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Unclarified constants

“Suffering” and “pain” are key concepts in medicine – to this day, doctors have disagreed about what they actually mean

Freiburg, Nov 27, 2017

Unclarified constants

Photo: Britt Schilling/University Medical Center Freiburg

Are pain and suffering inseparable for the human experience? Does reproductive medicine have license to do whatever it wants? And what should we think about anti-aging medicine? Dr. Claudia Bozzaro has answers to these questions. The philosopher works the Institute of Medical Ethics and Medical History at the University of Freiburg. Bozzaro will receive 10,000 euros along with the Albert Bürklin Prize from the academic society “Wissenschaftliche Gesellschaft.” Hans-Dieter Fronz sat down for a chat with the philosopher.

Pain and suffering are part of the everyday in the field of medicine. Other fields such as philosophy can help define concepts about it in the process.
Photo: Britt Schilling/University Medical Center Freiburg

Dr. Bozzaro, one of your essays carries the title “Existential suffering in hospitals”. What do you mean by that?

Claudia Bozzaro: Palliative medicine introduced the concept of “existential suffering”. This field takes a holistic approach and refers not only to physical, but also social and spiritual suffering as well. Included in the definition is also existential suffering, which in this way has become the object of medicine.

What are you currently working on?

At the moment, I am focusing on the question of how “pain” and “suffering” can be defined from a medical perspective. Medicine is meant to reduce pain and suffering, but how are we as medical professionals to actually understand these phenomena? And should medicine be responsible for all varieties of suffering? They are key concepts, of course, but as a rule medicine alone cannot define them. These experiences are also subject to societal and cultural interpretation. I try to show, for instance, that it can also be dangerous to medicate or pathologize the suffering we experience from feeling sad at life’s end or the concern to become a burden to others.

How did your interest in such questions come about?

I noticed how pain and suffering are handled while observing clinical practice during an ethics consultation. The subject was a particular kind of palliative medical care, that of palliative sedation. In the process patients reduce their level of consciousness. It is a measure used in a grey area about which I have often written. From an ethical standpoint, it is very controversial. During this particular consultation, I became aware that doctors are often not clear as to when the state of unbearable suffering actually exists for which such a measure would be appropriate. I also noticed that there is a need for a conceptual clarification, which can also be achieved through philosophical reflection.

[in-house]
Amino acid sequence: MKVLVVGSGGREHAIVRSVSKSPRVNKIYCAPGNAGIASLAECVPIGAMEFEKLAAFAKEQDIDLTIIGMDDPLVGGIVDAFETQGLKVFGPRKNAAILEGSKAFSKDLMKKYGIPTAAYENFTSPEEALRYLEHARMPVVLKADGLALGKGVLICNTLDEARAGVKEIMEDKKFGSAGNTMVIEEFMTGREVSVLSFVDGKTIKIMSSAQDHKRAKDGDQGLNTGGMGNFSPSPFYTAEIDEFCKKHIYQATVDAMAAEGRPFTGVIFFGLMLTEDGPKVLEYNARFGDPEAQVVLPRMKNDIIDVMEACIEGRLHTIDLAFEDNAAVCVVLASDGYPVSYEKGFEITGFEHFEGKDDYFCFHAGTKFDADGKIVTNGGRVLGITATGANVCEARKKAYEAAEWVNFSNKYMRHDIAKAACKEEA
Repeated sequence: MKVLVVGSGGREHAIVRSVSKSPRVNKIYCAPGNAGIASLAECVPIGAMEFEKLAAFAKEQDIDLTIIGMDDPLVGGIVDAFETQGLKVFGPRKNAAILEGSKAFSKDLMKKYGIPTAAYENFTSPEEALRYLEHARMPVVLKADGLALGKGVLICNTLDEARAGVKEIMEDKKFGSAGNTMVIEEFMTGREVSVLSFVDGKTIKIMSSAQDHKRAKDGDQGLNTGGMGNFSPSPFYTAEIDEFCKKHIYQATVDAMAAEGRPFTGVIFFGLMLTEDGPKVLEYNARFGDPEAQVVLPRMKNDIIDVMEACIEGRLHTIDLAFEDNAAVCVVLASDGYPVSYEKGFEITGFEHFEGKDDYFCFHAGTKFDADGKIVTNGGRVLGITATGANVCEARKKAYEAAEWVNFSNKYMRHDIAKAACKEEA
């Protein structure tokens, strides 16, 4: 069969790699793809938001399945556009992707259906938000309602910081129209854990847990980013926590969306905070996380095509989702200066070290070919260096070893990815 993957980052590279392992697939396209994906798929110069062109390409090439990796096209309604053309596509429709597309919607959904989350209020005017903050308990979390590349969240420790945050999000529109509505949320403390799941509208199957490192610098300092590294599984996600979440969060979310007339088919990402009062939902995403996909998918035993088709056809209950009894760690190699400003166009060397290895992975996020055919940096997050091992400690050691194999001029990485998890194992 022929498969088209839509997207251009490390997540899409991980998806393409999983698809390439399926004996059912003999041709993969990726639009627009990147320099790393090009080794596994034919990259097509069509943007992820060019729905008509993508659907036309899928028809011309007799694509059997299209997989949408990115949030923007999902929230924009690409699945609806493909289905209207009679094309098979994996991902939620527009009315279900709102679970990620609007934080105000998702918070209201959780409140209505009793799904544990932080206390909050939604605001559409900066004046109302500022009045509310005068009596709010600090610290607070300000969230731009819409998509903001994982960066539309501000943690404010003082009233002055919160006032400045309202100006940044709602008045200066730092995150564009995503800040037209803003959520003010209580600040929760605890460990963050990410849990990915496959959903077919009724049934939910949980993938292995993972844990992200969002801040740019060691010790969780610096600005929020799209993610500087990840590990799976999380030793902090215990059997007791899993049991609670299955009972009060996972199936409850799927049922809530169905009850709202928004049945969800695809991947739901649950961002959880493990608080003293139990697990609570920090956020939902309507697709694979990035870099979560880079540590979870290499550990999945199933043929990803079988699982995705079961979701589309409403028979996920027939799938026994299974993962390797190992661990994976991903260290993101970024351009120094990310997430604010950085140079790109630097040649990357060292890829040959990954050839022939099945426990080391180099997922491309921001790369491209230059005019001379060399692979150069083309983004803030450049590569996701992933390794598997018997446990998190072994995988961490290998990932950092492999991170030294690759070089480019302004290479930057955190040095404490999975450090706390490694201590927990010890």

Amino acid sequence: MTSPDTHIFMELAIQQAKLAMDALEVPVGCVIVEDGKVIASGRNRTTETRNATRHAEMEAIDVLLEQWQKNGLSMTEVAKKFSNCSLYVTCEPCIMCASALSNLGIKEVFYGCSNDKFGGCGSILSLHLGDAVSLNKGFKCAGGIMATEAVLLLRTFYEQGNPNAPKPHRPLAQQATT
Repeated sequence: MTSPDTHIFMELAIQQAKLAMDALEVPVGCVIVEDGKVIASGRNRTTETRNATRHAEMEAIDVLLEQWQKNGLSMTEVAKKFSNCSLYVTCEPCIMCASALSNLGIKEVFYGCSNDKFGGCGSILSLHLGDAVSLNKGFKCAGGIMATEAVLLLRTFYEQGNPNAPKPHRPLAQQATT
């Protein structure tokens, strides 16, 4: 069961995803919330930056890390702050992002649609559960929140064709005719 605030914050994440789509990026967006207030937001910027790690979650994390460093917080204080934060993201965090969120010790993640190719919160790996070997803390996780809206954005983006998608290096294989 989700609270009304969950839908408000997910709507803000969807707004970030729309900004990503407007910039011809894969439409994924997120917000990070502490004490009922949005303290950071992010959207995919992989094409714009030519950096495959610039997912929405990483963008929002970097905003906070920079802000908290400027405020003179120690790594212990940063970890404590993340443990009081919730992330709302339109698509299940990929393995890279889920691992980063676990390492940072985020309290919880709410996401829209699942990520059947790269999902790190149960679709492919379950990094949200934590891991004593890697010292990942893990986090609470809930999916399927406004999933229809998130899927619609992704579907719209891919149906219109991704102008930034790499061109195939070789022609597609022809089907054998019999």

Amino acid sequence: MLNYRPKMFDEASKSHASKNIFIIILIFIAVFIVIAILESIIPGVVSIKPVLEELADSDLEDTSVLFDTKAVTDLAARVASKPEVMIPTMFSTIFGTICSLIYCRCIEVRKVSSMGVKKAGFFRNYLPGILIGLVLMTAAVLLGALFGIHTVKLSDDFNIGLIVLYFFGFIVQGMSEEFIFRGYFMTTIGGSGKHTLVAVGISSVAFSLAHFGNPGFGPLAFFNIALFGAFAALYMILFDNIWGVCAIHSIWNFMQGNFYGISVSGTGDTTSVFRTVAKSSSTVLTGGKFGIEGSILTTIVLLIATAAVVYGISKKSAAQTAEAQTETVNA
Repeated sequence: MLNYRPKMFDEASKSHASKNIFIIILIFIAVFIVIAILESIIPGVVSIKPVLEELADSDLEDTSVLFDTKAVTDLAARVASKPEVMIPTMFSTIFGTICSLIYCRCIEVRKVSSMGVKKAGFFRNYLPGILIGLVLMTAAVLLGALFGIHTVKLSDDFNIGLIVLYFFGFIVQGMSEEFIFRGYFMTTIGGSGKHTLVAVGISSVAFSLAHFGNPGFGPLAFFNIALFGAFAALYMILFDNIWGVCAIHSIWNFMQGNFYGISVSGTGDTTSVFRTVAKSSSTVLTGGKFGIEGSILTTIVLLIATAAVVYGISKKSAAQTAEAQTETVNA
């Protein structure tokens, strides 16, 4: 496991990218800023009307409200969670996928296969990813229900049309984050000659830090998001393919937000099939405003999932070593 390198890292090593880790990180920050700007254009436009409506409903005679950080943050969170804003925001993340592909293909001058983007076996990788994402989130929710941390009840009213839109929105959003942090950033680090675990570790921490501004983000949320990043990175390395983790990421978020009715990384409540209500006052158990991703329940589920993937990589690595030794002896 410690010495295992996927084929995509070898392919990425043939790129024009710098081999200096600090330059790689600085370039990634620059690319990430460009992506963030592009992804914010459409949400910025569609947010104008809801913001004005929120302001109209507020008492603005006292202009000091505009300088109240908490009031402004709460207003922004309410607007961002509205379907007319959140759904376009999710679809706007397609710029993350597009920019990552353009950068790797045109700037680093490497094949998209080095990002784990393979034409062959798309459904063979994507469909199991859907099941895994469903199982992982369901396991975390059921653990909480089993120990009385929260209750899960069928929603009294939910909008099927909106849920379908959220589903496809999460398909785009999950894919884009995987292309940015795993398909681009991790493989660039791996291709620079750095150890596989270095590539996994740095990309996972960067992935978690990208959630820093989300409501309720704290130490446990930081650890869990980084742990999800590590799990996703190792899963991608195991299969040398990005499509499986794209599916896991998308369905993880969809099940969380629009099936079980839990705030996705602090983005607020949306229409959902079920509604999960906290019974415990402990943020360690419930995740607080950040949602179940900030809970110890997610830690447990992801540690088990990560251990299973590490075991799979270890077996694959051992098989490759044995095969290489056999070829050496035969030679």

To expect medicine to completely exterminate experiences with pain is to misjudge what makes us genuinely human, argues Claudia Bozzaro.
Photo: Thomas Kunz

Are pain and suffering a necessary part of the human experience?

Yes, although I would ask that we differentiate between them. I believe the experience of pain and suffering is an anthropological constant in the sense that we all have a physical body that can get sick and suffer. And we are ultimately all mortal beings. That means our constitution, our nature makes us susceptible to pain and suffering. To expect the field of medicine to eliminate these negative experiences completely is utopian, a misjudgment of that which makes us genuinely human. The art of medicine has to be to reduce and fight avoidable pain and suffering. But that must not lead to the desire to exterminate it completely.

How would you imagine the implementation of medico-ethical insights in practice - as advisory work in Bundestag committees or similar committees and commissions?

That is just a method to exercise influence. But there are also other ways, for instance through publications, instruction and teaching. Of course, my results are included there. In 2015 I was asked to participate in the “Austrian National Guidelines on Palliative Sedation Treatment” that would serve as best practice for palliative medical professionals. That is a concrete example where my theoretical work has found a practical application.


Research Highlights

The academic society ‘Wissenschaftliche Gesellschaft Freiburg’ is awarding the Albert Bürklin Prize for the Humanities, Social Sciences and Law 2017 to Dr. Claudia Bozzaro. The philosopher is receiving the award for her excellent academic work in medical ethics in which she focuses on the concepts of suffering and pain. The awards ceremony will take place during the public event “Höhepunkte der Forschung” (“Research Highlights”) on November 29, 2017 at 7pm. Along with award-winner’s presentation, Prof. Dr. Frank Hutter from the Department of Computer Science at the University of Freiburg will hold a lecture on “Machine Learning: Opportunities and Existential Risks for Humanity.” The event is open to the general public.

Research Highlights